For years the paragraph above was my complete explanation for dropping out. I have recently seen that there was more to it. Science was bringing me TO God! That is, the study of origins was bringing me ever closer to the logical discovering of the Creator. And that made me nervous. I was once again “changing the channel.”

For the next year or so I enjoyed working fulltime at the La Sierra McDonalds as their janitor; excuse me, “maintenance engineer!” I was rooming with a friend named Dave who was a shift manager for another McDonalds nearby. One Saturday night we hosted a party for McD friends. It was followed by a trip with a girl to a local Denny’s for coffee and a deep philosophical discussion. Where were our lives going? We owned a lot of cool stuff for young bachelors: cars, music instruments, a huge stereo, we lived in a fancy apartment…but so what? We talked about selling everything we had and “living off of the land.” (This was the ’70s; I had a VW van). But near the end of our talk my friend Dave said, “And let’s try to find God.” What? And he was serious!

The next day he asked if I had a Bible; he wanted to borrow it. “Sure, I think…” and after some looking I found it. He started reading it. And so did I. The day came when I decided I needed to talk to God about all of this. So, I knelt next to my bed (that’s where “you’re supposed to pray”) and prayed for the first time since I was a little kid: “God, it looks like Dave and I are looking for You. Can you help us? Amen.”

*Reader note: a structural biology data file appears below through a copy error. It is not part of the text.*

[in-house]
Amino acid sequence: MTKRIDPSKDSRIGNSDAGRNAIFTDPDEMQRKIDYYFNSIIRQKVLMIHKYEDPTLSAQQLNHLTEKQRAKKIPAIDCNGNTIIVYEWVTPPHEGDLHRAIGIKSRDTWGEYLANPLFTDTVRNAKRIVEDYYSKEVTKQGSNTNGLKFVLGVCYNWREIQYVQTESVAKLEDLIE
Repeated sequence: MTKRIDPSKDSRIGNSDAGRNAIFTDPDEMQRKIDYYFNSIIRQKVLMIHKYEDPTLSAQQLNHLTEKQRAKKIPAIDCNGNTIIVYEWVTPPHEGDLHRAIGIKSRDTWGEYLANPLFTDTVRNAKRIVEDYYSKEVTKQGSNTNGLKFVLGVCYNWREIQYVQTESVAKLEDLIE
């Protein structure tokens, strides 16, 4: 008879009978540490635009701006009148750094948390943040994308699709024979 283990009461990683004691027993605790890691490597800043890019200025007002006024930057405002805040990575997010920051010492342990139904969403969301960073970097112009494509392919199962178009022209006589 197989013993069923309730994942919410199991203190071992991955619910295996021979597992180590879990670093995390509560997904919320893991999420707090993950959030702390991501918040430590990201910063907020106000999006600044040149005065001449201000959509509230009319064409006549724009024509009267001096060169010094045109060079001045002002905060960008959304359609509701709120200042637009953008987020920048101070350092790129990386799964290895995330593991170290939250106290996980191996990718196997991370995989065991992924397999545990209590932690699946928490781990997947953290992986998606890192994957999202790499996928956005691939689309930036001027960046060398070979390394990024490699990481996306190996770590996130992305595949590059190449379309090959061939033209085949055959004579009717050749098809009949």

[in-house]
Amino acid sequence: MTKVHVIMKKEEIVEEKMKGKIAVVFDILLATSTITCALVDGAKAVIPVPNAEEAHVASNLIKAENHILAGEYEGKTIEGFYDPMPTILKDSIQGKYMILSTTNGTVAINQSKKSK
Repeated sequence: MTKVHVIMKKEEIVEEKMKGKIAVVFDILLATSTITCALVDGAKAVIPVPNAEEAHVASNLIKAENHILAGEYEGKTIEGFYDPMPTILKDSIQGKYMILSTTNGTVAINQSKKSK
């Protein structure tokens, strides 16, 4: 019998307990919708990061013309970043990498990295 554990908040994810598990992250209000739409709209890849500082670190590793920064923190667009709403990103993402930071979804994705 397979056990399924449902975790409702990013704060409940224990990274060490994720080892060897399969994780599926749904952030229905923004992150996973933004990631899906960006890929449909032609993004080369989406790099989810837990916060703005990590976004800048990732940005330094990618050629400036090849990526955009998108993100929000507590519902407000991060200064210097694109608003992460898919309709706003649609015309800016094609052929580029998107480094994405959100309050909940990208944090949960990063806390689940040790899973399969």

And, wow, did things change over the next few weeks. We got lots of small answered prayers and the realization that God “saw and heard us” was exhilarating! Still is…

God soon led me into another field…religion. I enrolled at the La Sierra campus of Loma Linda University where I became a ministerial student, studying nothing but Christianity for two years (I had plenty of other subjects already done). What a great time in my life that was, learning from experts the various dynamics of a loving Creator. And unlike science, I found the atmosphere open and tolerant…a breath of fresh air.

I went on to a pastoral career, getting a Masters of Divinity degree from Andrews University in Michigan, then a Doctor of Ministry degree (used to be called “Doctor of Divinity”) from Fuller Theological Seminary in Pasadena, California, a non-denominational seminary. And for over 30 years I’ve been an ordained Seventh-day Adventist pastor.

However, I have never lost my love of raw science (apart from its current pop-culture and humanistic base). So, along with my pastoral work, I have conducted seminars and delivered lectures on topics of science and religion for over 20 years. I have produced two television series and am still co-producing, along with colleague Dr. John Kurlinski, a LifeTalk radio program entitled “Sink the Beagle.” It is because of this background that I was offered my current position of directing the Creation Study Center in Ridgefield, Washington.

NOTE! Should skeptics doubt my credentials and incomplete science training as qualifying me to speak on such topics, may I respectfully submit that Charles Darwin had only a bachelors degree in religion when he wrote and spoke!